Russia’s secret police used Pokémon Go to inflame racial tensions in the U.S. Yes, these funny little virtual creatures that your child probably tried to catch in Central Park last summer, well, beware, Russia has weaponized the game! According to CNN, Russia promoted a contest encouraging people sympathetic to Black Lives Matter to play the game near infamous sites of police brutality.
Players were told to change their characters’ names to the victims of those incidents — an apparent effort to inflame racial tensions. A post promoting the contest showed a Pokémon character named, "Eric Garner," the African-American man who died after put in a chokehold by a New York Police Department officer.
I don’t really know how to comment of this one, guys. Pokémon are sweet, lovely creatures and even evil Russians wouldn’t use them in dirty geopolitical games. Anyway, everyone knows that there are no racial tensions in the U.S. If anyone tells you there are, then clearly they’re a Russian agent.
Putin hacked the U.S. electricity grid. This alarming event last December in Vermont was reported by the Washington Post and quickly spread to other major media outlets. That’s what we Russians do: we hack everything we see - elections, power grids, Hillary Clinton’s emails, and we can even hack your bathtub. Don’t believe me? Just wait and see.
As always with these types of articles, the Post quoted ‘anonymous’ national security officials, and fed the paranoia with scary questions, such as: “Are they in other systems?”
Vermont’s governor, Peter Shumlin, said exactly what a strong American leader must say in the circumstances: “All Americans should be both alarmed and outraged that one of the world’s leading thugs, Vladimir Putin, has been attempting to hack our electric grid, which we rely upon to support our quality of life, economy, health, and safety.”
The only problem was that it never happened. After receiving a Homeland Security notice sent to all U.S. utility companies, Burlington Electric searched all its computers and found the threatening code in a single laptop that was not connected to the electric grid. Still, there’s no time to relax. Don’t let your guard down. Russian hackers must certainly be concocting other nefarious plans.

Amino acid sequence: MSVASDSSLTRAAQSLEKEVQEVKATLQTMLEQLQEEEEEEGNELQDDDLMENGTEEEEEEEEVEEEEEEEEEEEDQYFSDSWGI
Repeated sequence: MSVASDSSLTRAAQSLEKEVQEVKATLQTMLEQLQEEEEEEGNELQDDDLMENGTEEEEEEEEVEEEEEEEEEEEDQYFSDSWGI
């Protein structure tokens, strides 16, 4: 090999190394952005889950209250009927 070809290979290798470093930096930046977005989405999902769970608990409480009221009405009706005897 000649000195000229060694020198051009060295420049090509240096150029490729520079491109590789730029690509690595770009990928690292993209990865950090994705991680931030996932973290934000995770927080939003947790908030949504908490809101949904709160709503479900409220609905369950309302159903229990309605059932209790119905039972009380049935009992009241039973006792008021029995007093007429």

Russian planes are spying on Trump’s vacation spots. Of course we are! We live in a world where everybody is spying on everyone: Google is spying on Facebook, Uber is spying on Lyft, and your ex, probably, is spying on you! But Russians are smart enough to find the best espionage spots.
For example, in August the U.S. media reported that a low-flying Russian spy plane was spotted over Washington, D.C., and Bedminster, New Jersey, where President Trump was vacationing at his Trump National Golf Course. The Russian spy plane, Tupolev Tu-154M, flew near the golf resort at 4,000 feet, and then climbed to 5,000 feet before flying into New York airspace.
You see, golf is not a traditional game in Russia, where most land is covered by snow for half a year. If you want to learn to play, as many of the Kremlin elite would love to, then aerial spying is the best way to do this. Most likely, Putin instructed his best agents to fly over the golf course in order to find out how those dastardly Americans derive so much enjoyment from one of the most boring ways to spend leisure time.
Not surprisingly, according to the U.S. media, Russian spy planes are all over the place – especially following Trump to Manhattan. The truth is probably more benign than sinister. Somewhere in Moscow a bunch of lonely FSB agents, who are forbidden to travel abroad, are secretly in love with how the Big Apple looks from above and so they seek every opportunity to catch a glimpse of it.
If using any of Russia Beyond's content, partly or in full, always provide an active hyperlink to the original material.
to our newsletter!
Get the week's best stories straight to your inbox